1 1 Operation and Maintenance Agreement Issues for Wind Turbines Briefing note February 2012 Operation and Maintenance Agreement Issues for Wind Turbines This paper discusses informally the key issues relating to operation and maintenance ("O&M") agreements for wind farm projects in the current market. It may not be relied upon as legal advice and these issues may change as market conditions change from time to time. Introduction This paper only deals with issues specific to wind farm projects. The usual operation and maintenance matters - such as labour and material cost fluctuations, foreign exchange risk, consenting, intellectual property licences - should be considered in addition to the issues mentioned below. This paper does not address the issues associated with other agreements the Owner of a wind farm may enter into as part of the operation and maintenance of a project, including power purchase agreements, foundation maintenance agreements and power cable maintenance agreements. This briefing assumes that the operation and maintenance contractor ("WTG Contractor") is the same company, or a member of the same group of companies, as the contractor responsible for the supply and installation of the wind turbine generators ("WTGs") under a turbine supply agreement ("TSA"). 1. THE SERVICES 1.1 The services to be performed by the WTG Contractor will normally fall into three categories: scheduled maintenance, unscheduled maintenance and additional services. Whilst the O&M agreement will contain an obligation to perform the scheduled and unscheduled maintenance, it may be that a WTG Contractor will resist an obligation to perform additional services (regardless of the mechanism used to determine payment) and instead require the agreement of additional services on a case by case basis. When faced with an O&M agreement in which there is no obligation to perform additional services, Owners will look to ensure that either no essential services are included in the scope of additional services, or that essential services included in the description of additional services (perhaps for pricing reasons) are made subject to individual obligations to perform. 1.2 WTG Contractors will generally insist upon exclusivity for the term of the O&M agreement in relation to scheduled and unscheduled maintenance. That said, Owners will generally require that the O&M agreement allows scheduled and unscheduled maintenance to be performed by another competent contractor in limited circumstances, for example where a health and safety risk occurs due to non-performance by the WTG Contractor. 1.3 The O&M agreement will generally contain a list of events that, if they occur, will either temporarily or permanently relieve the WTG Contractor from its obligations to carry out the O&M services and/or allow the WTG Contractor to claim additional money to carry out the affected services. The O&M agreement will also often provide relief to the WTG Contractor from the impact of such events on WTG availability (see section 8 below on availability warranties). Common examples of these events include: force majeure; changes in site conditions that adversely affect the carrying out of the services. This is a particularly important issue in offshore projects, where wave heights, current speeds, wind speeds, etc., may be higher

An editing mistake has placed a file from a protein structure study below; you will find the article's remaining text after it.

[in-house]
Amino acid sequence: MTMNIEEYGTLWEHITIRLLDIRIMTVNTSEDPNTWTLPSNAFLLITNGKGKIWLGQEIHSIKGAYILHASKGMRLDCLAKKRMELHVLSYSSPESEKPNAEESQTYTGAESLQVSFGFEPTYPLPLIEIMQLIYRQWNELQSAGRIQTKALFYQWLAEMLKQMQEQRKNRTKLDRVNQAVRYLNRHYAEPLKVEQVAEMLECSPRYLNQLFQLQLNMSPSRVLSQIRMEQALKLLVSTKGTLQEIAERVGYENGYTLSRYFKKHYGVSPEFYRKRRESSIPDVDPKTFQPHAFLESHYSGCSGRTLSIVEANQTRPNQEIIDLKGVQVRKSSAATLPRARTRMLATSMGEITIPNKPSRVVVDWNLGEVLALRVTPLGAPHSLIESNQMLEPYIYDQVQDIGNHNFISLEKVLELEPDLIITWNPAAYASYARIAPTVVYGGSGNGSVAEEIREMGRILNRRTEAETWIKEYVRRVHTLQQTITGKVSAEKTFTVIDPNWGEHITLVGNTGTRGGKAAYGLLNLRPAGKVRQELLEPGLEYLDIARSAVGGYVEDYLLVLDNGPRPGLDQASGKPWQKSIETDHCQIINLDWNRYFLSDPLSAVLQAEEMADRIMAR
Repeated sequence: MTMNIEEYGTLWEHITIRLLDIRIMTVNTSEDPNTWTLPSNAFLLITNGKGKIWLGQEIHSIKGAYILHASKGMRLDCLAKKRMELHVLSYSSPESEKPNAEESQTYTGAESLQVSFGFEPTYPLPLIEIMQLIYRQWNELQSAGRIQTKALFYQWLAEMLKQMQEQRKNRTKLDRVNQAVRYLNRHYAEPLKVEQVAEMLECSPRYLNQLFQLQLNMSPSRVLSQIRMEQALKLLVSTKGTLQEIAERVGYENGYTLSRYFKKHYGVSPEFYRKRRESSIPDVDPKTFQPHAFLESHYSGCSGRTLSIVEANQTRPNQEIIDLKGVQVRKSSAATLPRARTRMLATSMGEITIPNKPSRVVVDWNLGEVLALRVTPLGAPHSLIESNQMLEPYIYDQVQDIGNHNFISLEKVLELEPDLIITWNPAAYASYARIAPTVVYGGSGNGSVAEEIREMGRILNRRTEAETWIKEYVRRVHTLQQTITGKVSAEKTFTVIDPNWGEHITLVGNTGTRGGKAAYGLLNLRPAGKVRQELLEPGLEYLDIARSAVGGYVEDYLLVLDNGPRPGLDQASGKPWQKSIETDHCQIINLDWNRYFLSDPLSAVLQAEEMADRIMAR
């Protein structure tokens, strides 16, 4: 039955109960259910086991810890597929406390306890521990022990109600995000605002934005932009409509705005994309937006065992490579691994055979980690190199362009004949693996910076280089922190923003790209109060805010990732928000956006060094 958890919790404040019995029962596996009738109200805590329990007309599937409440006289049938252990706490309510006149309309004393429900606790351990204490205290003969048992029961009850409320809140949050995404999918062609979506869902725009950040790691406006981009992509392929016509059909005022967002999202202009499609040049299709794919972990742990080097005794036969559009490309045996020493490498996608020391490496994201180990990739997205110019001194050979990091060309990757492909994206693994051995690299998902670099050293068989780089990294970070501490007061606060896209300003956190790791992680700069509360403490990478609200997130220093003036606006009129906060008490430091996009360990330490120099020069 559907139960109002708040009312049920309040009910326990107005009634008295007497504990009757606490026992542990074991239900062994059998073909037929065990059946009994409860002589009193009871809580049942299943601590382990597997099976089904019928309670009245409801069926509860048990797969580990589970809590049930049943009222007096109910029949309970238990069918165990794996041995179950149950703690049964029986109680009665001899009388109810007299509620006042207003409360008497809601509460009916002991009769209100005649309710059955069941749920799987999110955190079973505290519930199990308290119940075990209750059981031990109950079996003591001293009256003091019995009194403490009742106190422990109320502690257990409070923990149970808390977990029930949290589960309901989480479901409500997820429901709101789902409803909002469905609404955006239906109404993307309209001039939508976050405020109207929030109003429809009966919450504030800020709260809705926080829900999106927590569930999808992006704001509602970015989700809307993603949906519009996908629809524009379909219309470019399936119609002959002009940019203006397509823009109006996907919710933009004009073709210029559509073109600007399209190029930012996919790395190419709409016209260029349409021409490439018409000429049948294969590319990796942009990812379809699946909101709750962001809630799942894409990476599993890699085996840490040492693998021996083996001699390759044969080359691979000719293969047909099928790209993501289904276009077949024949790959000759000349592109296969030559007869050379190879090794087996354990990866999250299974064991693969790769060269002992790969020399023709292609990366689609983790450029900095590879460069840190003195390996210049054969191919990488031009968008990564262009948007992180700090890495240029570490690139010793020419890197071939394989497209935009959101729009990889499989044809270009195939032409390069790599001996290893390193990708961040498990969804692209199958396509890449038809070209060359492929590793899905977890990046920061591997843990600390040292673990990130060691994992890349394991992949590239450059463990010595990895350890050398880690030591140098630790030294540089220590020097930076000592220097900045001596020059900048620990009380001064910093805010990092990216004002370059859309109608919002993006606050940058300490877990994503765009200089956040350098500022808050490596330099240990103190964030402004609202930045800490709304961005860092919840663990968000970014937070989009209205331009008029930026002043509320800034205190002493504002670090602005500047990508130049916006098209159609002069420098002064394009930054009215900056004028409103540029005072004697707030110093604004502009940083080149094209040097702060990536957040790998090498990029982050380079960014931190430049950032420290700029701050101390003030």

2 2 Operation and Maintenance Agreement Issues for Wind Turbines than stated in the Owner's site data and as a result access to the site is found to be dangerous during certain months of the year; third party interference with the WTGs, including by other contractors employed by the Owner; and failure of the interface contractors and/or their works (see section 1 of the separate briefing note entitled "Supply Agreement Issues for Wind Turbines" on disaggregated procurement and interface risk), etc. 1.4 Payment for the scheduled and unscheduled maintenance will normally be by way of the annual service charge (see section 7 below on payment), whereas payment for additional services will either be calculated on a time charge basis applied against a schedule of rates or a lump sum agreed between the parties prior to commencement of the services in question. 1.5 One important issue for Owners is the term of the O&M agreement, as the expected operational life of a wind farm is now around the 20 year mark, but a typical O&M agreement will run for between 5 and 10 years, with 5 year agreements often containing a right for the Owner to elect to extend towards the end of the initial term. It is unlikely that any WTG Contractors would be willing to enter into an O&M agreement for a 20 year term and therefore Owners will invariably find themselves having, prior to the expiry of the O&M agreement term, to renegotiate terms with the same WTG Contractor or find a replacement O&M contractor capable of maintaining the WTGs for the remainder of the operational life of the wind farm. 2. SPARE PARTS AND SPARE PARTS WARRANTY 2.1 The Owner and the Owner's funders ("Funders") will be concerned to ensure that the O&M agreement requires the WTG Contractor to supply spares, together with an associated defects warranty, for use in scheduled and unscheduled maintenance and, if achievable, for a period following termination or expiry of the O&M agreement. WTG Contractors will generally accept a provision within the O&M agreement requiring the supply of spare parts to the Owner, subject to various caveats and limitations, such as: the spares only being used in relation to the project; and the obligation falling away where the O&M agreement is terminated for Owner default. 2.2 O&M agreements will also generally deal with what is to happen in the event that the WTG Contractor, or its supplier, ceases production of a particular spare part. This may not be of particular concern where generic parts are available in the market, however, in the case of a specialist part, the Owner will want to ensure continued availability of spares. 2.3 Some WTG Contractors may agree to include a list of prices (subject to annual indexation, etc.) for spare parts in the O&M agreement, however others will resist this in favour of spare parts being supplied at the WTG Contractor's prevailing market rates. 2.4 It is likely that the WTG Contractor will require the ability to use refurbished spare parts, subject to certain conditions (for example, the refurbished spare parts not affecting the original 'type certification' given to the WTGs). If this is the case, appropriate provisions dealing with the standard of refurbishment should be included in the O&M agreement. Consideration should also be given to who will own the replaced parts after their removal, as the WTG Contractor is likely to want to retain parts for refurbishment and reuse. 2.5 The O&M agreement will almost certainly contain provisions dealing with the warranty attaching to spare parts installed or supplied by the WTG Contractor. Owners will want to achieve a warranty for spare parts that runs for the same length of time as the defect liability period under the TSA, however the length of this warranty will generally be negotiated on a case by case basis. Unlike contractors engaged in relation to other power projects, WTG Contractors are unlikely to accept provisions giving rise to an evergreen warranty on spare parts.